Michael Robinson

The Analog Session
Black Mental vs L. H. Path
Dewa Budjana
Cam Butler
Caragnano & Dozzy
D'Onofrio & Lyn
Dronelock and Ontal
Harris Eisenstadt
The Eye Of Time
Kit Wilmans Fegradoe
Forrest Fang
Godspeed You! Black E.
Wayne Horvitz
Oscar Mulero
M. Ostermeier
Eliesha Nelson
Piano Interrupted
Bruno Sanfilippo
Martin Schulte
Patrice Scott
Soft Machine
Matt Starling
Mark Wingfield
Toshiyuki Yasuda

Compilations / Mixes
BamaLoveSoul On Deck 3
Embark 05
Nummer Eins

EPs / Cassettes / DVDs / Mini-Albums / Singles
Dominik Eulberg
Jones & Gregson
Soul Clap / Sphynx
Andrew Weathers
Jeremy Young

offthesky: Light Loss

There's much to admire about Jason Corder's latest offthesky release. One of its strengths is its unpredictability: each of its five pieces takes the listener to a different place, and it's impossible to predict where the next track will venture before it arrives. Produced by Corder in Denver and California between 2012 and 2014, Light Loss arrives in the now-familiar discbox-slider package favoured by Dronarivm, though the release also is available in a special edition that involves a handcrafted box and six photo inserts. That the fifty-six-minute recording will include a surprise or two can be gleaned from the credits list alone; the closing track, for example, features Morgan Packard on sax and Nicholas Kidd on drums, not exactly the kind of thing one might expect on an offthesky album. Corder supplements his own guitar, piano, and effects with the contributions of cellist Jiah Shin, violinist Julie Slater, and vocalists Shilpi Gupta and Sarah H. Dot.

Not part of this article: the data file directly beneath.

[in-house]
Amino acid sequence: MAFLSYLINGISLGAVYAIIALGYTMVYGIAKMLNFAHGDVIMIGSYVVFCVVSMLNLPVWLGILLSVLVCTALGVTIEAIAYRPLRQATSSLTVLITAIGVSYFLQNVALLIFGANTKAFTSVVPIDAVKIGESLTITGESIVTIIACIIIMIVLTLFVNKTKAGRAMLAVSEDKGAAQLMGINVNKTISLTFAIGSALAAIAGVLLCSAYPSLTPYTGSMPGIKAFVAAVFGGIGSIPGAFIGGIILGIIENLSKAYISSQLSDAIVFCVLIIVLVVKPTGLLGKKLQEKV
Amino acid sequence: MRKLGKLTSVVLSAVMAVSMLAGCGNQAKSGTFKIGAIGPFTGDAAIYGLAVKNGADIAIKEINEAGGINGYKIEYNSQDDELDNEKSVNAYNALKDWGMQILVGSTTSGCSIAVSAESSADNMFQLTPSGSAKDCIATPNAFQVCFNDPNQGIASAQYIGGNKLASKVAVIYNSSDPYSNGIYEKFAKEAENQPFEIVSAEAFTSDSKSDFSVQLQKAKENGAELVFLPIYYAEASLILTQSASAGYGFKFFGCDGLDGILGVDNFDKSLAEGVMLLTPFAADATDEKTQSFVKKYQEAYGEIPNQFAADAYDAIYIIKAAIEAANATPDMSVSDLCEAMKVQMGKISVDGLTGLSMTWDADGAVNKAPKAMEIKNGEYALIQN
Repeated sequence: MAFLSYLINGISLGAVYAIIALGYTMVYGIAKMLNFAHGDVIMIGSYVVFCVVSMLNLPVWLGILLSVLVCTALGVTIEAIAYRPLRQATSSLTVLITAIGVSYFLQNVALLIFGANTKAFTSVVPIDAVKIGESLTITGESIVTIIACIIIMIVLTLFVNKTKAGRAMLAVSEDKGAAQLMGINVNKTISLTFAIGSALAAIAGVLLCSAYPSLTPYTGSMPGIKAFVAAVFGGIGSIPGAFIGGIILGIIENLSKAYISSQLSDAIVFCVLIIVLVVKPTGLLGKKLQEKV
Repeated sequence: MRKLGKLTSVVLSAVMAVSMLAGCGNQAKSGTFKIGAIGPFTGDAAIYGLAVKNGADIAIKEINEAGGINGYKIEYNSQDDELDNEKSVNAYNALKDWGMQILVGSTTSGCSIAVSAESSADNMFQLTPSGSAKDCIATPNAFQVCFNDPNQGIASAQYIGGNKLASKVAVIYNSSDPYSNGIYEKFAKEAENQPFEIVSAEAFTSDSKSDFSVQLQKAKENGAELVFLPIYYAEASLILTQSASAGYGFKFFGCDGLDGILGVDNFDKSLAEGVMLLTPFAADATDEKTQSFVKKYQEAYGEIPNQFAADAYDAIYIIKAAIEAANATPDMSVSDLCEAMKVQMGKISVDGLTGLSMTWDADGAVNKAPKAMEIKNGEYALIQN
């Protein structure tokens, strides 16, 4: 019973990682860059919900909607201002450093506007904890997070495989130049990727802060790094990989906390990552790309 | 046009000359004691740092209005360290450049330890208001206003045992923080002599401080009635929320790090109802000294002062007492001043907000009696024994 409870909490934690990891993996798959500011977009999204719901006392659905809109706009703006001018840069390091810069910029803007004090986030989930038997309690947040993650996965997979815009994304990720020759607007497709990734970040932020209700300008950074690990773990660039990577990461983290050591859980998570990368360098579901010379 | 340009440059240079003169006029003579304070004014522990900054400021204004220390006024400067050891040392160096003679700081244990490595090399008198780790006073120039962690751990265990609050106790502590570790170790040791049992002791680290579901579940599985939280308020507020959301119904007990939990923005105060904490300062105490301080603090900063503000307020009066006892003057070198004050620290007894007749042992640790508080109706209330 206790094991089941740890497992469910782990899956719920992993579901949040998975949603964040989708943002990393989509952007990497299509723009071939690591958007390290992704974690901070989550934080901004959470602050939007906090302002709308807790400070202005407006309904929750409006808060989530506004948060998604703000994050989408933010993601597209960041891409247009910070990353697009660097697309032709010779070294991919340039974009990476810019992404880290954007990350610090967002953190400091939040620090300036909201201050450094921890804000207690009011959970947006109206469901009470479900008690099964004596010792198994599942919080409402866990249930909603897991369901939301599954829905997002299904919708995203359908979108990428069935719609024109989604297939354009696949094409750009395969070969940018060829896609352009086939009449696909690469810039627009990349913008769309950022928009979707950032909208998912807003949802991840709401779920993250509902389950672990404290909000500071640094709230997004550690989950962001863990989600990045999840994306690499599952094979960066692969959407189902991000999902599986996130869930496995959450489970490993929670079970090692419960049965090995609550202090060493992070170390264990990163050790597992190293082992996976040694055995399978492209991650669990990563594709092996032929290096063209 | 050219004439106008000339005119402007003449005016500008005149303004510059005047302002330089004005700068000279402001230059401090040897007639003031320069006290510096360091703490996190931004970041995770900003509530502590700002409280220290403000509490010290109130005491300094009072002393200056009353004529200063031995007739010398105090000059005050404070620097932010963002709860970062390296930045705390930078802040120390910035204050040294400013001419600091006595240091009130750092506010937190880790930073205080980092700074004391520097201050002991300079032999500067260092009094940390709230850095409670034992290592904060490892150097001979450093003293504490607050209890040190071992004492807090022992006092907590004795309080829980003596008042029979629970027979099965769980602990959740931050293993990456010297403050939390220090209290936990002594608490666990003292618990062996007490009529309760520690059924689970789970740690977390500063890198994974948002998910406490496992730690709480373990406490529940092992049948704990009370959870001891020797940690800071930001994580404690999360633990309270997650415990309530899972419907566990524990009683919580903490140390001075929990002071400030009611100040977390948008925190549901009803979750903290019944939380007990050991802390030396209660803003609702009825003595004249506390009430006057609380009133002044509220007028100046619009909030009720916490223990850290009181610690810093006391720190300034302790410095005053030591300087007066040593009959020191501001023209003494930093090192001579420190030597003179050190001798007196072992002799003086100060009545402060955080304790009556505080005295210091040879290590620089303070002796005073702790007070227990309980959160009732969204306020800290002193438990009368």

As per its title, Light Loss is conceptually rooted in the idea of seasonal change and the psychological effects that go along with it, including the downtrodden mood brought on by winter as well as the spirit of renewal engendered by spring's arrival. In keeping with the album's theme, the music encompasses both dark, atonal episodes and light, harmonious passages.

Aided by Carl Ritger's noise effects, the opening setting, “Mouthful of Silence,” certainly conveys the bleak oppressiveness some associate with winter, but the gloom lifts somewhat for “Dream Coma,” even if it does suggest a barren wasteland populated by few signs of life. True to its title, the piece could pass for an aural transcription of a comatose patient's inner state, especially when it ebbs and flows so gently, and the eventual appearance of organ-like tones comes across like the sudden emergence into consciousness of a suppressed memory. The flirtation with darkness reasserts itself during the eerie nightscape “Bloodletting” when curdling cello textures, Dot's wordless vocalizations, and ambient-electronic treatments drift woozily. The most peaceful moments on Light Loss surface within “If We Were A Lake,” a lovely, ethereal setting featuring Gupta's celestial vocal exhalations, blurry piano accents, and the rustic cry of Slater's violin.

It's the title track that offers the biggest share of surprises, however. Not only does it include the aforementioned Packard and Kidd, it also stretches out for an epic twenty-one minutes. A slow-building exercise that swells from restrained ambient meditation to tumultuous, free-form roar, Corder has the soundscape advance incrementally, with Packard's sax surfacing nine minutes in as more of a ghostly bleat than standard soloing instrument and Kidd's cymbal and drum splashes entering three minutes later. Though the Denver, Colorado-based sound artist's been producing electronic music for over fifteen years, Light Loss is anything but a retread of where Corder's been before, and it speaks highly on behalf of his imagination that with so many years of creative work behind him he's still able to surprise.

April 2015